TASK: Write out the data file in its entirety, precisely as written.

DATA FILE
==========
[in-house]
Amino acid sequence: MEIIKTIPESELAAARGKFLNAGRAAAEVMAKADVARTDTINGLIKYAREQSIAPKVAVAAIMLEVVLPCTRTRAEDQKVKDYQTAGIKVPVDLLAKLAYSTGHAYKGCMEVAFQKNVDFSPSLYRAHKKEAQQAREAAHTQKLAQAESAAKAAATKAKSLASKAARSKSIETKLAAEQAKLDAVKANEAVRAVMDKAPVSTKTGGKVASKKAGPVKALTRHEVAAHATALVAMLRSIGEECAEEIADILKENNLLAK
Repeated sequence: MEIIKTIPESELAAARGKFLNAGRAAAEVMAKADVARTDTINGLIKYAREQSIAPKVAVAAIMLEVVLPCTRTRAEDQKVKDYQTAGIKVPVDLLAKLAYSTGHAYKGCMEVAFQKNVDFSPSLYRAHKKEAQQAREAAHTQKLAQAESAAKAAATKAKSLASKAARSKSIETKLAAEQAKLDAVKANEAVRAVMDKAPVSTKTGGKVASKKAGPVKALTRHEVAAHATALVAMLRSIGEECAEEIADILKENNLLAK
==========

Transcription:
[in-house]
Amino acid sequence: MEIIKTIPESELAAARGKFLNAGRAAAEVMAKADVARTDTINGLIKYAREQSIAPKVAVAAIMLEVVLPCTRTRAEDQKVKDYQTAGIKVPVDLLAKLAYSTGHAYKGCMEVAFQKNVDFSPSLYRAHKKEAQQAREAAHTQKLAQAESAAKAAATKAKSLASKAARSKSIETKLAAEQAKLDAVKANEAVRAVMDKAPVSTKTGGKVASKKAGPVKALTRHEVAAHATALVAMLRSIGEECAEEIADILKENNLLAK
Repeated sequence: MEIIKTIPESELAAARGKFLNAGRAAAEVMAKADVARTDTINGLIKYAREQSIAPKVAVAAIMLEVVLPCTRTRAEDQKVKDYQTAGIKVPVDLLAKLAYSTGHAYKGCMEVAFQKNVDFSPSLYRAHKKEAQQAREAAHTQKLAQAESAAKAAATKAKSLASKAARSKSIETKLAAEQAKLDAVKANEAVRAVMDKAPVSTKTGGKVASKKAGPVKALTRHEVAAHATALVAMLRSIGEECAEEIADILKENNLLAK